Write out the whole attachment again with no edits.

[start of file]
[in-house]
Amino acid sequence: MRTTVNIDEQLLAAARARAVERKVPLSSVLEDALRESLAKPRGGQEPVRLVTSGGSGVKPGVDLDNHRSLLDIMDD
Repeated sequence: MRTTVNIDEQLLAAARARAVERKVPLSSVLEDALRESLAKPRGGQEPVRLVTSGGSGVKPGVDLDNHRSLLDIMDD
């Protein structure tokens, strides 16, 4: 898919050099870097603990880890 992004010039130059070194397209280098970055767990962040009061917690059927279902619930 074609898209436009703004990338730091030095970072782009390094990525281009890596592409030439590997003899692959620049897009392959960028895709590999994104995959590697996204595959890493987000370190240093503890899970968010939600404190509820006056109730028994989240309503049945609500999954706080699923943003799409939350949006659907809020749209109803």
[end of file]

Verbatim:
[in-house]
Amino acid sequence: MRTTVNIDEQLLAAARARAVERKVPLSSVLEDALRESLAKPRGGQEPVRLVTSGGSGVKPGVDLDNHRSLLDIMDD
Repeated sequence: MRTTVNIDEQLLAAARARAVERKVPLSSVLEDALRESLAKPRGGQEPVRLVTSGGSGVKPGVDLDNHRSLLDIMDD
């Protein structure tokens, strides 16, 4: 898919050099870097603990880890 992004010039130059070194397209280098970055767990962040009061917690059927279902619930 074609898209436009703004990338730091030095970072782009390094990525281009890596592409030439590997003899692959620049897009392959960028895709590999994104995959590697996204595959890493987000370190240093503890899970968010939600404190509820006056109730028994989240309503049945609500999954706080699923943003799409939350949006659907809020749209109803």